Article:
I played the concerned parent role for many years. That is until I learned to tune into my emotions and my mantra became “nothing is more important than that I feel good” (thank you, Abraham).  I actively committed to change and to doing my best to feel good, the majority of the time. I do not claim to be perfect and by no means do I claim to know everything about parenting. But I have discovered a positive, empowered parenting style that works well for me and seems to be working for my children.

Being a parent is very challenging. We worry about whether we are raising our children appropriately. Are they good people? Are they making good choices? How can I stop them from being hurt or making mistakes? So many questions, sometimes so few answers.

It was natural for me to be a concerned parent; after all it was ingrained in me through my environment. I want to be clear, I am not holding a grudge, nor do I wish I could have changed anything about my life. My family was loving, close and protective, with all my needs provided. With that said, I was raised in an environment where my parents were constantly worried about my well-being, rightfully so, after all, they were too. If parents didn’t show concern for their children, then they simply weren’t good parents!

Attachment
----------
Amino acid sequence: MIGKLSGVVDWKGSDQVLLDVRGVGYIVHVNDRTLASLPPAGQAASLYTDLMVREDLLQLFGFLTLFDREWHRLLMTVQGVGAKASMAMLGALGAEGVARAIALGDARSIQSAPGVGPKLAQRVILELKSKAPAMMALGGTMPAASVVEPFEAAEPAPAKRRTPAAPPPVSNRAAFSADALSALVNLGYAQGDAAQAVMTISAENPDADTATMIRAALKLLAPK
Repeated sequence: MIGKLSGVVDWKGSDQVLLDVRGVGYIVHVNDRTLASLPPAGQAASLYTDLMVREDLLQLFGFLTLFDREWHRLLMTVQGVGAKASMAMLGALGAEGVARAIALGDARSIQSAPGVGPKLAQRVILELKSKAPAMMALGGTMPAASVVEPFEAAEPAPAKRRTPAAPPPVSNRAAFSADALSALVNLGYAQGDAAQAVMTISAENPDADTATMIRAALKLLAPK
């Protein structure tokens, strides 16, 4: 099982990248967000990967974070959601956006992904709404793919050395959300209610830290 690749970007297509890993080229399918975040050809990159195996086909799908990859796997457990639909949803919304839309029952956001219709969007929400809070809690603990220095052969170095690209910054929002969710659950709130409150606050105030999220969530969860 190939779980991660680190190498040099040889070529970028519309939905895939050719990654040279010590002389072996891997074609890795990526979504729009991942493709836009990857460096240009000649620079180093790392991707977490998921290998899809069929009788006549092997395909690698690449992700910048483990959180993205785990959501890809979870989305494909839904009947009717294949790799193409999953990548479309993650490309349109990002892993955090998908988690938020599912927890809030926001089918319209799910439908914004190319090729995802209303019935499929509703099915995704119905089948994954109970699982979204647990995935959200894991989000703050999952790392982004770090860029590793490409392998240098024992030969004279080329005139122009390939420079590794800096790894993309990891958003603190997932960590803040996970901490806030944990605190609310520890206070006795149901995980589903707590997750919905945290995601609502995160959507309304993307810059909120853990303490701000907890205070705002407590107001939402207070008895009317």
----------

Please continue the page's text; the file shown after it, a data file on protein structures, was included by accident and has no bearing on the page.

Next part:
During high school, I remember my Mom losing many nights’ sleep, awaiting my arrival home.  I never really understood the concept of a curfew, to me, it was far too restraining. It made more sense to simply come home when I was done having fun, when I was ready. Nevertheless, this was not how my Mom felt.  She would not allow herself to fall asleep; instead, she would lie in bed with the TV on, thinking of the 101 ways that I could die that night.

Looking back on those experiences, with today’s wisdom, I now see how strongly my inner-wisdom, soul, spirit (whatever you choose to call it), was pushing me, while confined to rules, to do the things that brought me joy. It’s no wonder I was considered rebellious. I simply didn’t take no for an answer, I wanted to know why.  Why do you want to suppress me? Why do you want to keep me from doing the things I love? Why do you want me to feel bad?

As life would have it, I became a mother early in life. I wondered when the Mother’s Curse was going to kick-in. You know, the curse that your mother places on you to have a child just like you! Staying true to course, when my eldest daughter, Brandilyn, entered middle school, I updated my overly concerned parent program.